When we started playing with Hancock, he completed the rhythm section perfectly. We never had to speak. We all knew how to do it. All three styles of jazz-funk were completely intact.
Paul and I had, and have, a secret language, musically and verbally, especially in our early twenties. Any person, place, or thing was named and had a title. One day, we’re driving, and Paul says, “Lawrence Luconchu, what do you want to eat?” I became Luconchu from then forth. To this day, that’s the name of my publishing company!
Let’s talk a minute about Mike Clark and Paul Jackson, the hot-sauce pioneers.
It’s like this. We were really hungry in those days, and just ate on a low budget. We frequented this spot, Everett and Jones, which, I think, is still a chain of rib joints in Oakland. Paul and I got the recipe from Ms. Jones for her hot sauce and started adding some real heat! Pretty soon, we were using a paintbrush on the ribs and had both developed immunity to its strength.
One day, a great musician friend came by, and it was kind of a macho thing to paint your food with the brush. He laid it on thick, and, after one bite, he starts having an LSD flashback!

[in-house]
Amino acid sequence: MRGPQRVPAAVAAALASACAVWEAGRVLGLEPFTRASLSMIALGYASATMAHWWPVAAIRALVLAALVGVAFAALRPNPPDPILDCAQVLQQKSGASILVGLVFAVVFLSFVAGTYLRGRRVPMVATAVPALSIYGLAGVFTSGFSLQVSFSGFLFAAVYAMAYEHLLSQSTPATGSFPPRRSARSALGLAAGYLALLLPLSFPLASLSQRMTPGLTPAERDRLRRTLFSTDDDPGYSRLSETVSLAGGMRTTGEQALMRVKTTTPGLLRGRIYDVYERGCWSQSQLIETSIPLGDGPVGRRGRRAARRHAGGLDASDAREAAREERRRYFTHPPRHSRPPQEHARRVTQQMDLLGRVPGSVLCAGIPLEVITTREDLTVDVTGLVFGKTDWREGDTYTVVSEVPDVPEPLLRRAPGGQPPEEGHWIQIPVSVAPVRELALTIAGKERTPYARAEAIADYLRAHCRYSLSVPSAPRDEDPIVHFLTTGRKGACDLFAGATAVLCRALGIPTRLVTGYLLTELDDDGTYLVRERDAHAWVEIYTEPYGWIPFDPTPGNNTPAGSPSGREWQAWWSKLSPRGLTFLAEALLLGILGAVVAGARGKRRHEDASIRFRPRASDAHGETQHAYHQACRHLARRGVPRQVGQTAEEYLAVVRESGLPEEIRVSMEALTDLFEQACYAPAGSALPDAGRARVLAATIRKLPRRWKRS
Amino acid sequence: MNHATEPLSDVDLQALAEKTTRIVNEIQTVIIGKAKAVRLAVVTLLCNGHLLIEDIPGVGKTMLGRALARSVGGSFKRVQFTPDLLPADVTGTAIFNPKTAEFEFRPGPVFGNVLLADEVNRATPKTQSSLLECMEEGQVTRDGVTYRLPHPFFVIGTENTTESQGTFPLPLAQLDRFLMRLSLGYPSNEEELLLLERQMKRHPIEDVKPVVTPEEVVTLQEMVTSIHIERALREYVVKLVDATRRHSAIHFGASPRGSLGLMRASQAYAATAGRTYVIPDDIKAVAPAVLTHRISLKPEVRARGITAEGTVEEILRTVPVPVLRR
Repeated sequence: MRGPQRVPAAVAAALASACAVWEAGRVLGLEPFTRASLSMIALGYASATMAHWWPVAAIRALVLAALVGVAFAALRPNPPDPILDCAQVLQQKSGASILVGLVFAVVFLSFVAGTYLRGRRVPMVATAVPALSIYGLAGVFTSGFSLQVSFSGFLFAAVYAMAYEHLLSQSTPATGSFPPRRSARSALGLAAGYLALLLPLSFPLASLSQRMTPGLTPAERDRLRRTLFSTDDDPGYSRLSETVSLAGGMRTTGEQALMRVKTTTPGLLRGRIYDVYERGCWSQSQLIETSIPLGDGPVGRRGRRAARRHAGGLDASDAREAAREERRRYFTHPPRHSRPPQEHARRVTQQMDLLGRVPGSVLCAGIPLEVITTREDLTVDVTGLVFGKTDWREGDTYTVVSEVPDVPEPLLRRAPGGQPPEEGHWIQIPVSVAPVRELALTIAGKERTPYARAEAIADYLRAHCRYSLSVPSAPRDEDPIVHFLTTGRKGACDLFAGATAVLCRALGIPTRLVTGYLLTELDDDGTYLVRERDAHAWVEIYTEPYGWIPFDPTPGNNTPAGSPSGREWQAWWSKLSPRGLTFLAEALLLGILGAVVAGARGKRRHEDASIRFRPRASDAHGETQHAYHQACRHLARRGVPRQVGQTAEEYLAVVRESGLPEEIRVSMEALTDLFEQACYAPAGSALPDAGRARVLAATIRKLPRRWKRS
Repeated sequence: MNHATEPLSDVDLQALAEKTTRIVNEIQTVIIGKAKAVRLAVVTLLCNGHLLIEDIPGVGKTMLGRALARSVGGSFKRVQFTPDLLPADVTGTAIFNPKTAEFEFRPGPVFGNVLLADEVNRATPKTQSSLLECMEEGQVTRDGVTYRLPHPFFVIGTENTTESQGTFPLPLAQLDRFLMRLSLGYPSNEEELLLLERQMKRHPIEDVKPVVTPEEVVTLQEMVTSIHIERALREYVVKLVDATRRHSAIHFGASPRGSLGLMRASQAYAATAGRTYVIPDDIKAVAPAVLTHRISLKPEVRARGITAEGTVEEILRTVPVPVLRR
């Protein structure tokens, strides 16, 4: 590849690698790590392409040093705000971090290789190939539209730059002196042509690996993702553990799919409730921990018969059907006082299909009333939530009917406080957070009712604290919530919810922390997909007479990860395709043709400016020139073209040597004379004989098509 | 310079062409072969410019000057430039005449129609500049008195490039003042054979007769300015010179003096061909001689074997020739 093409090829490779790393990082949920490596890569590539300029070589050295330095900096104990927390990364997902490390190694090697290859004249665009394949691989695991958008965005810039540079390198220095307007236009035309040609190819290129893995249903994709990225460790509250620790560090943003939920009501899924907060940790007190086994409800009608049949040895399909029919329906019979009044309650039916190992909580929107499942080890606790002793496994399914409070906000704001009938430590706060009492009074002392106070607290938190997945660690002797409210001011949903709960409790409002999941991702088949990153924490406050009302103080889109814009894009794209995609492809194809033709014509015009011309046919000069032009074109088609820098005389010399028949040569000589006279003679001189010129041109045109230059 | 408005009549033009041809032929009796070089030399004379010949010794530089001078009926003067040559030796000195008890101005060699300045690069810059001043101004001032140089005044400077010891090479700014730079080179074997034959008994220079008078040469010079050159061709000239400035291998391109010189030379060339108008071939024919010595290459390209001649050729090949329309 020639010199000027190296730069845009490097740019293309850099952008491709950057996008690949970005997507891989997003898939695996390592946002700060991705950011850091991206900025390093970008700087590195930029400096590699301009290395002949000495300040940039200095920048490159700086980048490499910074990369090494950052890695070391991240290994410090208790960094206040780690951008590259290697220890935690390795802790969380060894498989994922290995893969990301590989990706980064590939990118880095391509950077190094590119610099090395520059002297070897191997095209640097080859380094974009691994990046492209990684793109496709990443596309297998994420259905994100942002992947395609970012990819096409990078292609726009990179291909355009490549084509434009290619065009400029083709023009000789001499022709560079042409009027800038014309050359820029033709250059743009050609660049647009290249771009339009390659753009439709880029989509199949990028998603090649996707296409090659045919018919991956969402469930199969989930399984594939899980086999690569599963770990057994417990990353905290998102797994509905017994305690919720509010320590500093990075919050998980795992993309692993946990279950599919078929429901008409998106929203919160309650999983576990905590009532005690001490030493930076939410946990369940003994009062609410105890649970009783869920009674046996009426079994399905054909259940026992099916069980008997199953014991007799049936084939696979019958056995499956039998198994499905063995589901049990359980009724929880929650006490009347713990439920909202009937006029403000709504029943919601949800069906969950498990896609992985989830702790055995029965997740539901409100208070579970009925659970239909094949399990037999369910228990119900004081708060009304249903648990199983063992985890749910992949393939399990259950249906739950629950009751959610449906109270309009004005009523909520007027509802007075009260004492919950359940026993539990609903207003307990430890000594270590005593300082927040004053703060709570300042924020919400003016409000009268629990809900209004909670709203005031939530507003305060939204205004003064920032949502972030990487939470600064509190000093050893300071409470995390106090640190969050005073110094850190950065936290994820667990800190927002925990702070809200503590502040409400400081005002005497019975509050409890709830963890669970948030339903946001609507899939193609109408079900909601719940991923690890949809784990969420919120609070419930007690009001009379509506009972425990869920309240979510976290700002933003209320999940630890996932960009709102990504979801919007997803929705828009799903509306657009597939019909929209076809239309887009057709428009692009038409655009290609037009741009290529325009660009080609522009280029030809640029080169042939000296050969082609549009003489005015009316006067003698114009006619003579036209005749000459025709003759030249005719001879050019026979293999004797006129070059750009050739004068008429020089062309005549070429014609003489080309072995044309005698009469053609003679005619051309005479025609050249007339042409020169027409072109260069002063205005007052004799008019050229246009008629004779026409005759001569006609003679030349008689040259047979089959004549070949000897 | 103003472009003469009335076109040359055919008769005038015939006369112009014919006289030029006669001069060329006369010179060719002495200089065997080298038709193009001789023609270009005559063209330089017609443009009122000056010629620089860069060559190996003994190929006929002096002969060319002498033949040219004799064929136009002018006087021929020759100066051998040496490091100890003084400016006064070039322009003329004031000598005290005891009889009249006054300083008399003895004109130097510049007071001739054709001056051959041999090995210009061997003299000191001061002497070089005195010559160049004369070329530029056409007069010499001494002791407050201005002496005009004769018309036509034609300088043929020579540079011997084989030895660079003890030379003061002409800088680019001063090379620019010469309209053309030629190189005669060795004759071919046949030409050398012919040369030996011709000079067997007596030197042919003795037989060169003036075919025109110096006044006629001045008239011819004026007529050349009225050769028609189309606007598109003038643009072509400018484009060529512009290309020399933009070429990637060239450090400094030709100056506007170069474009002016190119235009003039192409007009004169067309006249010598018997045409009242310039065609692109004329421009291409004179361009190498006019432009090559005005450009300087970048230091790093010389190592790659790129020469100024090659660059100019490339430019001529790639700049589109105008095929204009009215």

From many of us, thanks again for choosing the musical path. And could you explain the importance of this rib joint in relation to the funk?
In regards to hot sauce, we’re lucky that didn’t work out. [laughs]
We hit Everett and Jones for Oakland soul food twice a day. Eventually, we made a deal where Paul and I would get seven days of free ribs for recording the music for their radio commercials. Paul and I sat down and wrote, then recorded, this track—music, lyrics, everything—in about one minute, maybe ten. The song played under their radio commercials across East Oakland stations, and people started calling in and asking what the tune was.
We recorded it as a single, “God Made Me Funky,” and as much as I love the later recording with the Headhunters, especially with the Pointer Sisters, this version smoked it sideways. The version you know is like the Four Freshmen compared to the funk of the original. The producer didn’t know a thing about the funk. The original was so street and greasy. That kind of made us local celebrities. We performed that single a lot.
If disco had coke, and rock and hard jazz got the hard shit, whatís the official drug of funk?
Weed. [laughs] People might move in other directions with the drugs, but weed’s the intoxicant of funk-jazz! When we started, funk was about the need for weed and a little gas in the car.
How did you come to play the coveted position of drummer with “Mr. Hands,” Herbie Hancock?